Cameroon separatists declare coronavirus ceasefire as infections jump to at least 75

Cameroon separatists have declared a ceasefire amid an escalating coronavirus pandemic with the number of confirmed cases increasing rapidly in recent days, and jumping to at least 75.

One person has died while two have recovered. A Cameroonian saxophone legend Manu Dibango who also died in Paris France this week from coronavirus.

The separatists said they were laying down their weapons for a fortnight so people can be tested for coronavirus.

Cameroon’s northwest and southwest regions erupted into violence late in 2016 when Anglophones took to the streets to demand an end to marginalization, seek equality and justice from the majority French-speaking nation. Their peaceful street protests were met with brutality from President Paul Biya’s security forces.

Since then, hundreds, if not thousands of people, have been killed while tens of thousands have gone into exile in neighboring Nigeria and elsewhere.

As the violence and blame games expanded, some peaceful protesters took up weapons against the state and declared independence.

They named their yet unrecognized breakaway state the Federal Republic of Ambazonia.

International interventions to strike a deal and bring an end to bloodshed have yielded little positive results.

But with the coronavirus pandemic expanding rapidly and threatening to decimate entire populations, the Southern Cameroons Defence Forces (Socadef) said it had declared a ceasefire that would come into effect from Sunday as “a gesture of goodwill”.

“It is so far the only armed group among many operating in Cameroon’s English-speaking regions to have heeded the UN’s call for a global ceasefire,” the BBC noted, adding that there is no indication that one of the biggest rebel group – Ambazonia Defence Forces (ADF) – is to follow suit and declare a ceasefire.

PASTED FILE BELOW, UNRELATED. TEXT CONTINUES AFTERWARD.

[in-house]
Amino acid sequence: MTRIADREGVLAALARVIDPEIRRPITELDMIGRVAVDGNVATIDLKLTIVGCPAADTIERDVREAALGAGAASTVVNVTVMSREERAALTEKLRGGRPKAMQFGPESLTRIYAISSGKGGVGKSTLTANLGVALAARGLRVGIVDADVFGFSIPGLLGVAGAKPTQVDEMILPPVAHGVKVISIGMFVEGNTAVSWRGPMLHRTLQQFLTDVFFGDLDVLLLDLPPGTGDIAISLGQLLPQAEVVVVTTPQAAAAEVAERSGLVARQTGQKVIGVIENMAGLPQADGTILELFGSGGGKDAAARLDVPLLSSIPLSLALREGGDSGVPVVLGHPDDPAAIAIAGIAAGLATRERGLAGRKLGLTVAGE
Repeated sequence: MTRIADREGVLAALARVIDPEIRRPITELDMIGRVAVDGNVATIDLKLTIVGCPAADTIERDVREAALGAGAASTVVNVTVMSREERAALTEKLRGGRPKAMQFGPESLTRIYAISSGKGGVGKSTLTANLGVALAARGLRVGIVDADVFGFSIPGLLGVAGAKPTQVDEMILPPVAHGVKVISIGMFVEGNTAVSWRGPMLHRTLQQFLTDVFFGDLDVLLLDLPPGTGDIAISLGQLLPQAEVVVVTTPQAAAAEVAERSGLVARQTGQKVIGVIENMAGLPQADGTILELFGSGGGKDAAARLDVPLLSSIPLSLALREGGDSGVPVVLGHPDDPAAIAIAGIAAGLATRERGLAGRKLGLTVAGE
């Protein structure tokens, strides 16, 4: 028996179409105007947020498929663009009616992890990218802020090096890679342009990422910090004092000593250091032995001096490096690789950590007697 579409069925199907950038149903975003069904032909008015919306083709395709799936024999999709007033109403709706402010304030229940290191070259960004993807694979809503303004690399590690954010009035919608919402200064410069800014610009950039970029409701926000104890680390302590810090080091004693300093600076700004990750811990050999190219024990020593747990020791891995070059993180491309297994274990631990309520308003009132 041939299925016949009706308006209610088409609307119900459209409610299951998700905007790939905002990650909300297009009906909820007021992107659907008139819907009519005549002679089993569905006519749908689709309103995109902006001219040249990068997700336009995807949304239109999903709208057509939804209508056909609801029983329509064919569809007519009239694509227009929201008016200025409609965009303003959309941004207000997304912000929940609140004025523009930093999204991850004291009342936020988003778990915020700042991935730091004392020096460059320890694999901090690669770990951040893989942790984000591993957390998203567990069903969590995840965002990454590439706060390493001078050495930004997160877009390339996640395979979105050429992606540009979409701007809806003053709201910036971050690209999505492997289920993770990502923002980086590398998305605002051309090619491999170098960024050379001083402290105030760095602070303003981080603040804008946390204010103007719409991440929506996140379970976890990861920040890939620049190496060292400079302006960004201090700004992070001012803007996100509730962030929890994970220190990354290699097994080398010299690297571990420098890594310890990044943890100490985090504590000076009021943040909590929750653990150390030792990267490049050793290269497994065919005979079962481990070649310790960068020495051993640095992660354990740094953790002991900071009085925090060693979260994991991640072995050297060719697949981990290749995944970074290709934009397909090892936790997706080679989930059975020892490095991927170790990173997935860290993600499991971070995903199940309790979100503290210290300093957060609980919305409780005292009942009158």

Chief mediator Alexandre Liebeskind, from the conflict resolution group Centre for Humanitarian Dialogue, told the BBC that the ADF had refused to join the negotiations.

“They are the only group which refused to join the process,” he said, according to the BBC.

But he added that he hoped other groups would follow Socadef’s example.

Simon Ateba
Simon Ateba
Based in Washington, District of Columbia, United States of America, Simon leads a brilliant team of reporters, freelance journalists, analysts, researchers and contributors from around the world to run TODAY NEWS AFRICA as editor-in-chief. Simon Ateba's journalistic experience spans over 10 years and covers many beats, including business and investment, information technology, politics, diplomacy, human rights, science reporting and much more. Write him:



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